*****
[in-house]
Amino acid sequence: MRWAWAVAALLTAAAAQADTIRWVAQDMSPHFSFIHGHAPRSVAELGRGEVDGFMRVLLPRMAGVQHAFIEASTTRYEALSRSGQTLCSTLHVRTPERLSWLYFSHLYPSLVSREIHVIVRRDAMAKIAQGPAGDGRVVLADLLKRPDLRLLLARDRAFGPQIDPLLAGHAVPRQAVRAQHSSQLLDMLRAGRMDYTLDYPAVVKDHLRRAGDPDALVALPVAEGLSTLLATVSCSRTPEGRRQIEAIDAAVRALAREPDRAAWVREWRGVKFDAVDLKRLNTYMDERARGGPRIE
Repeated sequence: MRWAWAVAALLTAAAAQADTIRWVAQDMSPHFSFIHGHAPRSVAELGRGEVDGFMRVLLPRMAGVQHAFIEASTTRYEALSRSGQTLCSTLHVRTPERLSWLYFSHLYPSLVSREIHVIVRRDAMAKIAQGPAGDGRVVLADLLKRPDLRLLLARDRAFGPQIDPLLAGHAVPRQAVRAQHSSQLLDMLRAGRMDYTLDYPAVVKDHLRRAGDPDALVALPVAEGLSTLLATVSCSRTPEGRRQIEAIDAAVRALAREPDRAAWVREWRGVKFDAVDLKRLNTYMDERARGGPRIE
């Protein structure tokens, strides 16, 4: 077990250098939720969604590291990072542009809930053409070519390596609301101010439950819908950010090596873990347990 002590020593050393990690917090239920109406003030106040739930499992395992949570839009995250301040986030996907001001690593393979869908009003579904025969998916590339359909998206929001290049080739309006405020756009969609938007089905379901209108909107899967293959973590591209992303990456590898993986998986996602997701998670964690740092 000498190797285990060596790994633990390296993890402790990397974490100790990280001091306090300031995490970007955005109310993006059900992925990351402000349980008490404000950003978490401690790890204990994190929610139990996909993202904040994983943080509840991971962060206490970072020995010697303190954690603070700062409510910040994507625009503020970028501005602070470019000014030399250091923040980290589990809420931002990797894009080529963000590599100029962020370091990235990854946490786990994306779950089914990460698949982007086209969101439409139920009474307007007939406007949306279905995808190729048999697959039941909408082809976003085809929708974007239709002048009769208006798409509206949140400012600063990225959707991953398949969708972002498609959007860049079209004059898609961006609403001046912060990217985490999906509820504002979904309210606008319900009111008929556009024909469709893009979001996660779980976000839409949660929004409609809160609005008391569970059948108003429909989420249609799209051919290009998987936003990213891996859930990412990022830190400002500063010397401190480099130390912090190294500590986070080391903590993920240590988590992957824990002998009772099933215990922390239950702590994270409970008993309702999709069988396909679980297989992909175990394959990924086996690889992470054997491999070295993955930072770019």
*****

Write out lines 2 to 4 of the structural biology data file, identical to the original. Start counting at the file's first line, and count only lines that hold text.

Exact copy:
Amino acid sequence: MRWAWAVAALLTAAAAQADTIRWVAQDMSPHFSFIHGHAPRSVAELGRGEVDGFMRVLLPRMAGVQHAFIEASTTRYEALSRSGQTLCSTLHVRTPERLSWLYFSHLYPSLVSREIHVIVRRDAMAKIAQGPAGDGRVVLADLLKRPDLRLLLARDRAFGPQIDPLLAGHAVPRQAVRAQHSSQLLDMLRAGRMDYTLDYPAVVKDHLRRAGDPDALVALPVAEGLSTLLATVSCSRTPEGRRQIEAIDAAVRALAREPDRAAWVREWRGVKFDAVDLKRLNTYMDERARGGPRIE
Repeated sequence: MRWAWAVAALLTAAAAQADTIRWVAQDMSPHFSFIHGHAPRSVAELGRGEVDGFMRVLLPRMAGVQHAFIEASTTRYEALSRSGQTLCSTLHVRTPERLSWLYFSHLYPSLVSREIHVIVRRDAMAKIAQGPAGDGRVVLADLLKRPDLRLLLARDRAFGPQIDPLLAGHAVPRQAVRAQHSSQLLDMLRAGRMDYTLDYPAVVKDHLRRAGDPDALVALPVAEGLSTLLATVSCSRTPEGRRQIEAIDAAVRALAREPDRAAWVREWRGVKFDAVDLKRLNTYMDERARGGPRIE
């Protein structure tokens, strides 16, 4: 077990250098939720969604590291990072542009809930053409070519390596609301101010439950819908950010090596873990347990 002590020593050393990690917090239920109406003030106040739930499992395992949570839009995250301040986030996907001001690593393979869908009003579904025969998916590339359909998206929001290049080739309006405020756009969609938007089905379901209108909107899967293959973590591209992303990456590898993986998986996602997701998670964690740092 000498190797285990060596790994633990390296993890402790990397974490100790990280001091306090300031995490970007955005109310993006059900992925990351402000349980008490404000950003978490401690790890204990994190929610139990996909993202904040994983943080509840991971962060206490970072020995010697303190954690603070700062409510910040994507625009503020970028501005602070470019000014030399250091923040980290589990809420931002990797894009080529963000590599100029962020370091990235990854946490786990994306779950089914990460698949982007086209969101439409139920009474307007007939406007949306279905995808190729048999697959039941909408082809976003085809929708974007239709002048009769208006798409509206949140400012600063990225959707991953398949969708972002498609959007860049079209004059898609961006609403001046912060990217985490999906509820504002979904309210606008319900009111008929556009024909469709893009979001996660779980976000839409949660929004409609809160609005008391569970059948108003429909989420249609799209051919290009998987936003990213891996859930990412990022830190400002500063010397401190480099130390912090190294500590986070080391903590993920240590988590992957824990002998009772099933215990922390239950702590994270409970008993309702999709069988396909679980297989992909175990394959990924086996690889992470054997491999070295993955930072770019």